Usually when I’m writing a blog post, I have a fairly clear idea of what I want to say and write it; maybe there’s a little editing involved, but it’s pretty straightforward.
Not so with trying to write a reflection about 2016. Nothing about this year was simple or straightforward. I’ve written and scrapped more versions of this post than I care to remember. Summarizing this year isn’t terribly difficult, but reflecting on it…. that has proven a challenge. So this post is probably going to ramble all over the place. It’s much more for my own benefit, to get the words out, than any sort of literary masterpiece (i.e., don’t feel obligated to read.)
January - March: All of the drama and all of the feelings about all of the things all of the time. #exhaustion #coffee #somuchcoffee
April - June: Looming knowledge of upcoming goodbyes and trying to reconcile myself to that.
July - August: Constant transition: Bloomington to Wheaton to PA to Colorado to Beijing to Sichuan.
September - October: Settling into a new school and getting back into teaching. Whaddya know, I’m in China.
November - December: Whoa where on earth is this semester going I really need a nap how is it time for finals already??
My word for 2016 was courage and it was an appropriate one. Potential taglines for the year include “a life lived much too fast to hold onto” (Mumford & Sons) or the more succinct “Non-stop” (Hamilton).
There was so much that happened that I could not have foreseen, that I wouldn’t have believed if you told me at the beginning of the year. Ernest Hemingway defined courage as “grace under pressure” and I had no idea what kind of pressures 2016 would bring to bear.
I didn’t know how many tears there’d be. I had no idea of the pain this year would hold. I had no clue of how much disgust, division, hurt, and anger would surface, particularly in the world of politics. My heart has been broken over and over in new ways at the violence and systemic injustice in my world, in my home country, by the staggering wrongness of death, by the students I see every week, by meeting the eyes of a beggar.
I had no idea how much laughter there would be, how much redemption, how much rejoicing. My soul is overwhelmed with gratitude at seeing broken relationships put back together like kintsugi, the fractures mended with gold. There are friendships now that didn’t exist, weren’t even dreamed of a year ago, and I can’t help but smile when I think of them. I didn’t realize how much I’d love grad school.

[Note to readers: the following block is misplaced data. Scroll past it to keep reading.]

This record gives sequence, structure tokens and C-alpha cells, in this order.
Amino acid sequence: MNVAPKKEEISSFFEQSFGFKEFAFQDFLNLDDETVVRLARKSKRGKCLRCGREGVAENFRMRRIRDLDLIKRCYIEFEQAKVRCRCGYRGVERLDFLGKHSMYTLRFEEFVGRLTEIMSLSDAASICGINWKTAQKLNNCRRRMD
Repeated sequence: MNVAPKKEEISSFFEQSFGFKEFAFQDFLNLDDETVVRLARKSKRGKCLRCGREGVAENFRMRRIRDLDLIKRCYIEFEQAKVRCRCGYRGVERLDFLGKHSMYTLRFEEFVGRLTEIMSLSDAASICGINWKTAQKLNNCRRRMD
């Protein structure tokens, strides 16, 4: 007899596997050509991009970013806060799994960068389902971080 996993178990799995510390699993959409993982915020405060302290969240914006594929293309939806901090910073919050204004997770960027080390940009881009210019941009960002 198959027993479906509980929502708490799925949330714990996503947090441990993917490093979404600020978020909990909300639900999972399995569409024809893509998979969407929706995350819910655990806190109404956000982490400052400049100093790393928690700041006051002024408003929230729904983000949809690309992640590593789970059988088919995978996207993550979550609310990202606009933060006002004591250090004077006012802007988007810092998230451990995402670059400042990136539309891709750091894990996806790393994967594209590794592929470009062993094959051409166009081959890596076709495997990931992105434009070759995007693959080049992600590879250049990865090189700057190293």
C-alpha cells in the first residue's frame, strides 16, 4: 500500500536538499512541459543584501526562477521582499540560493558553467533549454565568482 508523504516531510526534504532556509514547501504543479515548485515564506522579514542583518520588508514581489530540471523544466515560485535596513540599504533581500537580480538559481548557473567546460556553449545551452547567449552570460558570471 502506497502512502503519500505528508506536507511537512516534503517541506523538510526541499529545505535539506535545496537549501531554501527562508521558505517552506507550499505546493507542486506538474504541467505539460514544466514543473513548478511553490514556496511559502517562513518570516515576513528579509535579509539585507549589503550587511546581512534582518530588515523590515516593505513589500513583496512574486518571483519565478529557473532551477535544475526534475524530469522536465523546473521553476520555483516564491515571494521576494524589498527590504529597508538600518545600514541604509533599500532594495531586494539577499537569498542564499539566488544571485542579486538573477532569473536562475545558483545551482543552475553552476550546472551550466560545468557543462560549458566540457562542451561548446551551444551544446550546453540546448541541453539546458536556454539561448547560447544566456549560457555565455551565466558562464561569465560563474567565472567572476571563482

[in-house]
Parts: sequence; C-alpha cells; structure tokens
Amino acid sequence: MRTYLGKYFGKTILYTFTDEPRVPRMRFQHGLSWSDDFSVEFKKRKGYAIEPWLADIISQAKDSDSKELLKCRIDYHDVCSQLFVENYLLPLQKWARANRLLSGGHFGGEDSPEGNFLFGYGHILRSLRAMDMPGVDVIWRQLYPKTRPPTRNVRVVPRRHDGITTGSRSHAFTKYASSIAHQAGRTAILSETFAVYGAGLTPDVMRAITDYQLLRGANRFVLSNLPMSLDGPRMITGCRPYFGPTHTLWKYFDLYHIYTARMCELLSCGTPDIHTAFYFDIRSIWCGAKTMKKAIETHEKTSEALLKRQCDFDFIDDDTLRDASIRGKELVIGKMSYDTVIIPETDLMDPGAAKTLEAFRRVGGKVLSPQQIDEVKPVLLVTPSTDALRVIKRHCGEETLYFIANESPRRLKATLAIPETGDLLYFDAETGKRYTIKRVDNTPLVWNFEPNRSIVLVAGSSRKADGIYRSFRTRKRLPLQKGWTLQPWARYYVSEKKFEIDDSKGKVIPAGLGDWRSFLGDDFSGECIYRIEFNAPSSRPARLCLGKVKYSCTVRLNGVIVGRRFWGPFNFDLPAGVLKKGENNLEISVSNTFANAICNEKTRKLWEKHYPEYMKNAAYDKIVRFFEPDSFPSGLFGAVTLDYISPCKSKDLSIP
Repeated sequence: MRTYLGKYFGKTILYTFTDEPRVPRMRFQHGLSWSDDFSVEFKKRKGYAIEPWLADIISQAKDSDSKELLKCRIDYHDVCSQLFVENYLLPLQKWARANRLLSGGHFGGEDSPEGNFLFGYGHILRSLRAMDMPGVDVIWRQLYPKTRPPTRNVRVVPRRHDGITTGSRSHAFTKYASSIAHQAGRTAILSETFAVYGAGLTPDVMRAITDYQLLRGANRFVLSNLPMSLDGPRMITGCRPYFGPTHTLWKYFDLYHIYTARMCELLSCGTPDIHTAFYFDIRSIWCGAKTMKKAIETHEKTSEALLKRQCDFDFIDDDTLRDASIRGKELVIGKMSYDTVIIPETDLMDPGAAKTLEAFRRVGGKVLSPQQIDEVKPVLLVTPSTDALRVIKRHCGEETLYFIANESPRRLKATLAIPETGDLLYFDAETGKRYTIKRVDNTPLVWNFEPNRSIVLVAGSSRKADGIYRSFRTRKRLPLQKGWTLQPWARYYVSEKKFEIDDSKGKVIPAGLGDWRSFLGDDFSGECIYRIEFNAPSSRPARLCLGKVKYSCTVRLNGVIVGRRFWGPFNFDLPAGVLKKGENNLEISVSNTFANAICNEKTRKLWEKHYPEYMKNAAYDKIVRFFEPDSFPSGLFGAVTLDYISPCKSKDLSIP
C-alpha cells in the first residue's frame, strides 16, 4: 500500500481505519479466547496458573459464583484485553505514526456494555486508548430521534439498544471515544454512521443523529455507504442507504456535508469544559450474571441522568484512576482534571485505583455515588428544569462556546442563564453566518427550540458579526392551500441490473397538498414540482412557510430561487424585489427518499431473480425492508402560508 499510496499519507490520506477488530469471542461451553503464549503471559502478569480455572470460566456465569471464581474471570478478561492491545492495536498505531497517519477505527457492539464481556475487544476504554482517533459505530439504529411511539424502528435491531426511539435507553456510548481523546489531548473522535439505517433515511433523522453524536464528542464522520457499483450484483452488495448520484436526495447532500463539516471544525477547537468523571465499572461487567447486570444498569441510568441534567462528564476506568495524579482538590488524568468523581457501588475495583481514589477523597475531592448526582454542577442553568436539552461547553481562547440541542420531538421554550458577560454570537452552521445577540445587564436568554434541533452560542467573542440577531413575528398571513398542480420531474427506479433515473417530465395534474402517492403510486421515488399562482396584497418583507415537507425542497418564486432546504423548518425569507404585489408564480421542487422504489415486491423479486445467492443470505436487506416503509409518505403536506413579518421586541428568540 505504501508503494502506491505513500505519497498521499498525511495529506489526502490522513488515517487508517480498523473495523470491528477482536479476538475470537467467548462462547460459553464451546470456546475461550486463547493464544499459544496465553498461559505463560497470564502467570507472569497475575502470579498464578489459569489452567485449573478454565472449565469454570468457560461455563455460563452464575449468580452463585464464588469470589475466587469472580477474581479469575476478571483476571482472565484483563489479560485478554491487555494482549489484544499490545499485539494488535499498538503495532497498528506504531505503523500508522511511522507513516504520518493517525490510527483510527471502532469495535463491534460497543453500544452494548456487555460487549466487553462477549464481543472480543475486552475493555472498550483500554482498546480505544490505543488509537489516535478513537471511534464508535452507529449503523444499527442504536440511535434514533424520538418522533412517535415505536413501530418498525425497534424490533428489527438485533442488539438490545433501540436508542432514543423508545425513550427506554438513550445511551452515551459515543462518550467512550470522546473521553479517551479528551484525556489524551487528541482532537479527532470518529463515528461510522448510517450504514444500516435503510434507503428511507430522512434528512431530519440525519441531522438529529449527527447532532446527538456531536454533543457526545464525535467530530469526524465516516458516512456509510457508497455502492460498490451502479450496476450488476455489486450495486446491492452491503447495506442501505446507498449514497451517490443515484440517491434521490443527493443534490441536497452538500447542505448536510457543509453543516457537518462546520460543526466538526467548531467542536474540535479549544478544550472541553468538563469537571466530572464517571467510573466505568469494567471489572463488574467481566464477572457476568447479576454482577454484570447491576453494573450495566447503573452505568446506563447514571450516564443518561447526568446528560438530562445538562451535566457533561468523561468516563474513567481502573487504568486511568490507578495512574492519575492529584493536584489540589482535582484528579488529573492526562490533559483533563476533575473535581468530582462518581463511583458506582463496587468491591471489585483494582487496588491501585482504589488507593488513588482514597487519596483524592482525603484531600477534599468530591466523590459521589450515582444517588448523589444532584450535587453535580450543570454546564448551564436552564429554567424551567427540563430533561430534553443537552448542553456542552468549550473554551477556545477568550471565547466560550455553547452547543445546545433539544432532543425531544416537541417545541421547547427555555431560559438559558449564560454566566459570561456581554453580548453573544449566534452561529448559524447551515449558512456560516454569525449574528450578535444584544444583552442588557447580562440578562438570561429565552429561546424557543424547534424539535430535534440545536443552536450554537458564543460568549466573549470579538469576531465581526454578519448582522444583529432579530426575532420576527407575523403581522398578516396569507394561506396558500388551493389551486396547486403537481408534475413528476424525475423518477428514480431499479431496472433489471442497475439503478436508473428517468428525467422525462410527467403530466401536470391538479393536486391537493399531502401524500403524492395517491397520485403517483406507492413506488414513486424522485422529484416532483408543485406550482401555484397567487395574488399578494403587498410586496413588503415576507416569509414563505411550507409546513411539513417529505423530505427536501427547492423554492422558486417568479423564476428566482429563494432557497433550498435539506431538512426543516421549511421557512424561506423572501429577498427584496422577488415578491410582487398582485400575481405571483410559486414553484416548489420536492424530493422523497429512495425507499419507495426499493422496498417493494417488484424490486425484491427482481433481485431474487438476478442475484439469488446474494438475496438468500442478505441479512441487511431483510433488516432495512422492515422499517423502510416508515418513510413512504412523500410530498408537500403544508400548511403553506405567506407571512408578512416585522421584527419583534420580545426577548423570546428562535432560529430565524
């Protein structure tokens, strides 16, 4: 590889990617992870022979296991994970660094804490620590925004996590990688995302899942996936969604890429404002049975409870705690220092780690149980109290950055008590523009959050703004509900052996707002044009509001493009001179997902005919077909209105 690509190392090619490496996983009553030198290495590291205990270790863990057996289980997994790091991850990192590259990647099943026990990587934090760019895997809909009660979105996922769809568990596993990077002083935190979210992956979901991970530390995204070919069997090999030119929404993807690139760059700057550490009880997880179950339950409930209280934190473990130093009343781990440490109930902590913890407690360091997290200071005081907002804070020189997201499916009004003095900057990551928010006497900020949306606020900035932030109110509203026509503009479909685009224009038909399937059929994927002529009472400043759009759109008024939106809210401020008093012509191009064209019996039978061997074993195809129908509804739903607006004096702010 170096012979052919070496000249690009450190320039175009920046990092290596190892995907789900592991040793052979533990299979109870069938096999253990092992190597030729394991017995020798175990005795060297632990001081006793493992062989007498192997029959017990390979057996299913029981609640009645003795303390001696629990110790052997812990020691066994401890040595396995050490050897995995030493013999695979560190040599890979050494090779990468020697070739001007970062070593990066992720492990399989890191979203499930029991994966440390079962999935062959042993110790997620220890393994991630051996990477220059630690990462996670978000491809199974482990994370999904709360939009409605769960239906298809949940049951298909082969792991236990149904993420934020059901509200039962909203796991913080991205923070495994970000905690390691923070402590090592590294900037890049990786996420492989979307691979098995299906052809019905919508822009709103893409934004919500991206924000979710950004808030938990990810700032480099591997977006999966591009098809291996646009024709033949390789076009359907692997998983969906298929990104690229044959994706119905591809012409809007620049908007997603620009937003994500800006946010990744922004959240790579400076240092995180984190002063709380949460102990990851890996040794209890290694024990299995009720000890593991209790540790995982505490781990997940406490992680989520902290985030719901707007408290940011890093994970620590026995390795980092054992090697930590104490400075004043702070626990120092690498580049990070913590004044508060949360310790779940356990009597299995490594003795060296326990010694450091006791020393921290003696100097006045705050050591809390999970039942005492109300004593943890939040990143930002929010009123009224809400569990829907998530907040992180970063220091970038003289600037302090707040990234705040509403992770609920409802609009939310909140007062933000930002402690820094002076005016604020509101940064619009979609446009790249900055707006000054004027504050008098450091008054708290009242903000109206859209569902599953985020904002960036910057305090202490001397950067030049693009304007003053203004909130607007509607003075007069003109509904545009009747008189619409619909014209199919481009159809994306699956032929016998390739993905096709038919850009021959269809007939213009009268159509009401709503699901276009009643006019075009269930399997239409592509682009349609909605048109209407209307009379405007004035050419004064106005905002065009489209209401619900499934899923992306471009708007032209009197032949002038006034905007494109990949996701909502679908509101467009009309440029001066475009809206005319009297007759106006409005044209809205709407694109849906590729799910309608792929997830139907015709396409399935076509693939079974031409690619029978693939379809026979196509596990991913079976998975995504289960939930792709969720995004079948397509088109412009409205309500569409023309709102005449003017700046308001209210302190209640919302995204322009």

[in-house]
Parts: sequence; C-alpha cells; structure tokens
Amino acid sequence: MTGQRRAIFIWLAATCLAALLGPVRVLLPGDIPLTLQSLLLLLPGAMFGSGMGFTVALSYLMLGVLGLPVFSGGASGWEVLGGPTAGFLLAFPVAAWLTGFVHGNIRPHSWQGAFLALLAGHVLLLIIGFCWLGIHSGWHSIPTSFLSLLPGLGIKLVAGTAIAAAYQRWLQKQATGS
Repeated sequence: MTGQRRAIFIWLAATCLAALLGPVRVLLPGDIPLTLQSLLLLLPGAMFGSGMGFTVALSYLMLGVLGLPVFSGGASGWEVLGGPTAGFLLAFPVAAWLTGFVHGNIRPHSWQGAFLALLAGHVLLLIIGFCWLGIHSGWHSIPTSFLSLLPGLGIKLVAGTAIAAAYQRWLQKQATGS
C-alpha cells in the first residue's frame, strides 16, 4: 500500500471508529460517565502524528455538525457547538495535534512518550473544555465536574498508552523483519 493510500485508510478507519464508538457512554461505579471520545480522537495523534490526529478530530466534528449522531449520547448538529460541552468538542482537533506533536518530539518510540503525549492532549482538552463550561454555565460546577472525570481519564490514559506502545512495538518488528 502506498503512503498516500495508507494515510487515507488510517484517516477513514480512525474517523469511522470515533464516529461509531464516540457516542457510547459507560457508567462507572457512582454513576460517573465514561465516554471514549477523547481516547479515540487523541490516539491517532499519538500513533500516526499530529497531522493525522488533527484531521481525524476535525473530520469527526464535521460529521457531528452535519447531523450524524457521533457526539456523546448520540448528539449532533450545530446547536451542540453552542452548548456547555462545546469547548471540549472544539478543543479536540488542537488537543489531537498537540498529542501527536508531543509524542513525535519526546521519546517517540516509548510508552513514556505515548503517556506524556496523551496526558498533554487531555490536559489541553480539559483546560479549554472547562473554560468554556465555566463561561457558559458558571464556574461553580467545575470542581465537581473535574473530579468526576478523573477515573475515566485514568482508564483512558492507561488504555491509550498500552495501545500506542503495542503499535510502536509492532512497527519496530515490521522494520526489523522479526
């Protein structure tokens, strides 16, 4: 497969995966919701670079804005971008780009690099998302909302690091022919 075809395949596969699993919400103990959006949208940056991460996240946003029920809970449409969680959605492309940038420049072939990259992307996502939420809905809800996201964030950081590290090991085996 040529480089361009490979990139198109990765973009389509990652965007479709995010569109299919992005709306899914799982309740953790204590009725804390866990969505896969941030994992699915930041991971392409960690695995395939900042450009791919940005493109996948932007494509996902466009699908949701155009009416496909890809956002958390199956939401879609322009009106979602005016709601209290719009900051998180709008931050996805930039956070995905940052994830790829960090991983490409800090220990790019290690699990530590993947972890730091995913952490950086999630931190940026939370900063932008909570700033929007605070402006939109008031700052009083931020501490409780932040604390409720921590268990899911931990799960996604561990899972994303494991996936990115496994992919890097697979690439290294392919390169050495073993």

2016 was a year that felt like it was written in bold strokes — spray painted graffiti, maybe, black scrawl covering everything. Pain and death slicing through everyone’s world, from those closest to me to those in countries I’ve never set foot in. Betrayal. Disappointment. Anger. Disgust, hurt, division. Poverty and hopelessness. Violence and systemic injustice. Terror, panic, and anxiety. Months where the song spilling out of my mouth was a psalm beginning with, “Oh God, my soul is in despair.” It was not a year for subtlety, it seems.
But 2016 was also a year where there were beautiful, riotous splashes of color. Boyhood Bravery concerts with Natalie, Easter dinner with the Powells, a trip to Colonial Williamsburg with my family, a surprise visit from Abbie, laughter, picnics with the Tautology Club. Meals and conversations with students, FaceTime and Skype calls, so many text and Facebook and WeChat and WhatsApp messages. Relationships growing, one layer upon another. There were almost invisible, strong bonds that shot through the whole year, holding it together: friendship, commitment, communication, forgiveness. There’s been a lot of hope.
In summary: I had no idea how hard or how good, how full, this year would be, how much muchness it would have. I’m thankful for the good that was in this year, and thankful also that a new one is coming. I hope, for the sake of the world, that 2017 will be a kinder year. But I’m not banking on it. My hope for the future, my courage, comes from the knowledge that we have a kind Father who holds this past year and all the ones to come in His omnipotent hands.